One study looked at depressed fathers of one-year olds, and the other examined pregnant mothers under stress.

The children of women who experience a stressful life event either during or before pregnancy are at an increased risk of being hospitalized from infectious disease, according to a new study.

Children whose mothers experienced a stressful event, such as the death of a loved one or divorce, while they were pregnant were 71 percent more likely to be hospitalized with a severe infectious disease than children of women who did not undergo prenatal stress, said study researcher Nete Munk Nielsen, an epidemiologist at Statens Serum Institute in Denmark.

And the children of women who experienced a stressful life event 11 months before conception were 42 percent more likely to be hospitalized with severe infectious disease than the children of stress-free women, Nielsen said.

"We speculate that this is due to effects of longer-lasting stress following the stressful life event."

The study was published online last week in the American Journal of Epidemiology.

Researchers looked at the health data for 1,670,269 Danish children born between 1977 and 2004, and asked their mothers if they experienced the death of a spouse or a child,

or had gotten a divorce before or during pregnancy. The children were followed from four weeks after birth until they turned 15.

Researchers chose to measure stress by these events because "death of a spouse, death of a child and divorce are considered some of the most devastating and stressful life events," Nielsen said.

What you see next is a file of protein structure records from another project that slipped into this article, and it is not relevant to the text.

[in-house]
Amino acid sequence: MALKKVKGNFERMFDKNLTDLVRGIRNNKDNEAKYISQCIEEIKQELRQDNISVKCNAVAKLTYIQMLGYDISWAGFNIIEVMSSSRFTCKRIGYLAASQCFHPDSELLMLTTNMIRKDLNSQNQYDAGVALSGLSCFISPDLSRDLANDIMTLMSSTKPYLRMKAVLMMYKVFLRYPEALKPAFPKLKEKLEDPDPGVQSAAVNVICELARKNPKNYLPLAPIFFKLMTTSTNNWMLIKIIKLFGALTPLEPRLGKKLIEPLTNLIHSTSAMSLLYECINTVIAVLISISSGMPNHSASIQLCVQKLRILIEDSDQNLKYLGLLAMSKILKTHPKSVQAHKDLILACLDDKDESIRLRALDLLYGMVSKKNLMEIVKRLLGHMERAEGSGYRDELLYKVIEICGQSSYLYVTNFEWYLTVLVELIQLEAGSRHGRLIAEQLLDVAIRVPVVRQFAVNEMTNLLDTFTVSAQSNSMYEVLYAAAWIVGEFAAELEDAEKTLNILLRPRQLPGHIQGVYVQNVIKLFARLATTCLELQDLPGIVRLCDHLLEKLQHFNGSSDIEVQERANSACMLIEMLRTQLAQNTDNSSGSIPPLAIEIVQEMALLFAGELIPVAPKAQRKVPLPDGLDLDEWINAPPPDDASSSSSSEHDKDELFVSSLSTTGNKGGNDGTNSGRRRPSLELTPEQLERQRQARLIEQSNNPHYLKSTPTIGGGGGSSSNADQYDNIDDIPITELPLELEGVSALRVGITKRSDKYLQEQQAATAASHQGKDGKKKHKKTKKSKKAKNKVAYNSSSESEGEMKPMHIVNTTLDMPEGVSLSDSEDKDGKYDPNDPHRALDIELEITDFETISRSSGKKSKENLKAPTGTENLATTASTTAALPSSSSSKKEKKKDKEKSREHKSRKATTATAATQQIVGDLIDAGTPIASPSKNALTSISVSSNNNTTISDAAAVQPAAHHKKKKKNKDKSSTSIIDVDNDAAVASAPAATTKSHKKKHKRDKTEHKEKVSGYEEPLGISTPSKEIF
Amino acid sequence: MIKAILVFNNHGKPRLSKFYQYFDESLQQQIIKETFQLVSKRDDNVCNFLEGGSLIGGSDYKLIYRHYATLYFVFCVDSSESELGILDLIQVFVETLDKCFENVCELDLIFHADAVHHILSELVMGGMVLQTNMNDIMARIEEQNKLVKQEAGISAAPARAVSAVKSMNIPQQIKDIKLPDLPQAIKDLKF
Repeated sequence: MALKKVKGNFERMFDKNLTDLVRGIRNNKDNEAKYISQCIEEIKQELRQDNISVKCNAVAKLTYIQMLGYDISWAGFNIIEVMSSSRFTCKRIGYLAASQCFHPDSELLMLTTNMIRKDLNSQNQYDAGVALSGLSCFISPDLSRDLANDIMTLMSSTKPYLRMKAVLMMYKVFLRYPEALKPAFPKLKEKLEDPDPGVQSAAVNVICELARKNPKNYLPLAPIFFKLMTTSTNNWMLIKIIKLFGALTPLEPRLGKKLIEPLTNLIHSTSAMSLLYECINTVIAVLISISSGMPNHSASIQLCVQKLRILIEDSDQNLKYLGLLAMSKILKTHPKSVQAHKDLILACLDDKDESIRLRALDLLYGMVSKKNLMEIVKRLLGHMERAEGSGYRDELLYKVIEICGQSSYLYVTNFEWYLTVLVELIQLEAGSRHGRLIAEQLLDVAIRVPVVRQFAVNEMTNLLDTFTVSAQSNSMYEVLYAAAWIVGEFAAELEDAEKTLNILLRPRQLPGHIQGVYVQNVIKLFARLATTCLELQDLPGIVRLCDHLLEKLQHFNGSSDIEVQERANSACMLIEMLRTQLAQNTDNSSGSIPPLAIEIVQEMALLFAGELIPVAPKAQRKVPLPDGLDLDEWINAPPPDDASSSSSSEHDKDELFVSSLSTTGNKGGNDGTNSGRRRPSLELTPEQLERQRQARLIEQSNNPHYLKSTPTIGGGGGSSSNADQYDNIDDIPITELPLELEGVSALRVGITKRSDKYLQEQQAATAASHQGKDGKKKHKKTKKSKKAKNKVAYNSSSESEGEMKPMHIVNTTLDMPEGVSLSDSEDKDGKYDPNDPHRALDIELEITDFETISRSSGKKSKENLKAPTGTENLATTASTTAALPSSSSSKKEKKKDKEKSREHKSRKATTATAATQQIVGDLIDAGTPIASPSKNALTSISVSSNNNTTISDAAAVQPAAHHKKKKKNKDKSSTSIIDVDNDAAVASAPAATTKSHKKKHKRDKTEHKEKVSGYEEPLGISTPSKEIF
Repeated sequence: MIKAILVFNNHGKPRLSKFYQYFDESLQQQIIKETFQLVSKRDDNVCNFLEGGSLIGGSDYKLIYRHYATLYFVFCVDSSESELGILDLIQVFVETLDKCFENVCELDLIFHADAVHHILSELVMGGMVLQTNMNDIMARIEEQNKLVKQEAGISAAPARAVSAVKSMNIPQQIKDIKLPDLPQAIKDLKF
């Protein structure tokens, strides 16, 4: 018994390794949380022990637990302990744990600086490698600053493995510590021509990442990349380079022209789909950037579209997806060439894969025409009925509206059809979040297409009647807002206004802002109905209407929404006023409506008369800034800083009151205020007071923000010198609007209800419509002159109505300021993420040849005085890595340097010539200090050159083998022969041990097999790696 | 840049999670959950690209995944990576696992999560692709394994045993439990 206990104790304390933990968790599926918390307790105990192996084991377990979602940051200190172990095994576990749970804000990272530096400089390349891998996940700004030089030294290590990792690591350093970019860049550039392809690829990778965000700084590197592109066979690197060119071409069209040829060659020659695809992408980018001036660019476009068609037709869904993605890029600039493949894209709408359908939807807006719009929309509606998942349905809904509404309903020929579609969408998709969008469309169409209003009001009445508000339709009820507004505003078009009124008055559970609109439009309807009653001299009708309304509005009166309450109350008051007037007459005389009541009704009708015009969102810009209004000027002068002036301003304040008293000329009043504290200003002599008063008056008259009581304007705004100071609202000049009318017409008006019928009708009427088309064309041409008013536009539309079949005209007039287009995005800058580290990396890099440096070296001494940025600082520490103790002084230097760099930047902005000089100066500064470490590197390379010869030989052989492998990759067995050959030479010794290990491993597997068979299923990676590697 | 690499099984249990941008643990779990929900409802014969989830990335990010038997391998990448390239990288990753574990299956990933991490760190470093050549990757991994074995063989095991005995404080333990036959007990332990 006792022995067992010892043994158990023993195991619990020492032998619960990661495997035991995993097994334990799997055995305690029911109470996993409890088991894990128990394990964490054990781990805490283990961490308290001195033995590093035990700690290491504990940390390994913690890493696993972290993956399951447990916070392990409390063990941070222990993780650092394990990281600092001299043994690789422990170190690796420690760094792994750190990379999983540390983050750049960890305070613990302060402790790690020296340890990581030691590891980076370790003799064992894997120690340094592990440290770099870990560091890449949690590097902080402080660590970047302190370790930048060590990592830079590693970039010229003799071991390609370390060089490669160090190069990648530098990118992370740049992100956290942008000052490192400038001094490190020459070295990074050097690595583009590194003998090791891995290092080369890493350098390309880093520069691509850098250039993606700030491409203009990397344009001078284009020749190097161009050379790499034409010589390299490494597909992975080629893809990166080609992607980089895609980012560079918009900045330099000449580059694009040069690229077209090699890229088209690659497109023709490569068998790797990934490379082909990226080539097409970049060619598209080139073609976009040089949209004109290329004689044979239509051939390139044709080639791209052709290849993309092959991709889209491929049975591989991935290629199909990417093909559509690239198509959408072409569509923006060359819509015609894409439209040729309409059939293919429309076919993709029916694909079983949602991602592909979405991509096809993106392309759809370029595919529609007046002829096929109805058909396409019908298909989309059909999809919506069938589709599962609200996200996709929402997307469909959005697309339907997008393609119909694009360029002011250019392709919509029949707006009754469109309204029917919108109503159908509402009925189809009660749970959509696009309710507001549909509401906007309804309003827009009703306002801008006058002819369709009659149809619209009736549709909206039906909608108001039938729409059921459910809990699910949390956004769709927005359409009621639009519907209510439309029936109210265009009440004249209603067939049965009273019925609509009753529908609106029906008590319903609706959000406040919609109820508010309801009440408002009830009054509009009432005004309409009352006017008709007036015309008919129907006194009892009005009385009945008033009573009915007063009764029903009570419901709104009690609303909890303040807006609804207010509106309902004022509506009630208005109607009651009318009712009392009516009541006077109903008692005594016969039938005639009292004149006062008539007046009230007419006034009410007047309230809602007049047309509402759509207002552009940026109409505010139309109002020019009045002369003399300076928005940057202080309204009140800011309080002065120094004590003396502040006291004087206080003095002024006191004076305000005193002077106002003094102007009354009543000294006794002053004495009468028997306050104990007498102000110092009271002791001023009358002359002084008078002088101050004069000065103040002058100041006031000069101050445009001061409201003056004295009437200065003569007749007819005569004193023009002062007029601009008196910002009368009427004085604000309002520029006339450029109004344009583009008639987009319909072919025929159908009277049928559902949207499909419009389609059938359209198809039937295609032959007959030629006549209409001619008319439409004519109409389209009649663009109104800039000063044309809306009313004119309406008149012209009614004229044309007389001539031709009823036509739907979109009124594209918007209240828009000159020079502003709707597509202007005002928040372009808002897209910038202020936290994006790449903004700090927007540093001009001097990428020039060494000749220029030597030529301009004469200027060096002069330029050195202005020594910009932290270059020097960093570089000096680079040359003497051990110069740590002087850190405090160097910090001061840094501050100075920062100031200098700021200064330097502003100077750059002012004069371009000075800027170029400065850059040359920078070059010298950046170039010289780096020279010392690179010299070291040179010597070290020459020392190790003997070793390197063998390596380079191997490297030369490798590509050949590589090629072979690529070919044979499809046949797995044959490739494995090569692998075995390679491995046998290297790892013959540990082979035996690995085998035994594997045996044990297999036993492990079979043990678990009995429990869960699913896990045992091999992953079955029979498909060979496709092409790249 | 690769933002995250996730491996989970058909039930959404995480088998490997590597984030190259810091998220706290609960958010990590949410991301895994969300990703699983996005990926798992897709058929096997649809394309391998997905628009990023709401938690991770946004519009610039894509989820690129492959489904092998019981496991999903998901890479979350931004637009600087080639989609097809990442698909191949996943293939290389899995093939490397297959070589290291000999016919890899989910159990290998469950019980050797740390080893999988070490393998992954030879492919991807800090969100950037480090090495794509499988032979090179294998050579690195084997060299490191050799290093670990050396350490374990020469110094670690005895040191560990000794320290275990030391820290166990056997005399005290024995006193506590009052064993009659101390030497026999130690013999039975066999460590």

Researchers found a 71 percent increased risk of hospitalization from infectious disease for children who were exposed to their mother's stress while still in the womb.

Children whose mothers experienced a stressful event 11 months before conception had a 42 percent increased risk of  hospitalization from infectious disease, but there was no association between a child's infectious disease risk and a mother's stress 12 to 35 months before conception (up to three years before conception), the study said.

And kids exposed to prenatal stress were 67 percent more likely to be hospitalized during their first year of life than children whose mothers didn't undergo a major stressful event, according to the study.

The reasons why a mother's stress can carry over to her child's immune function aren't exactly known, but it's possible that a woman who experiences a stressful event while pregnant may also adopt unhealthy behaviors like smoking, drinking alcohol, eating poorly or using medications that could affect her child's immune system, Nielsen said.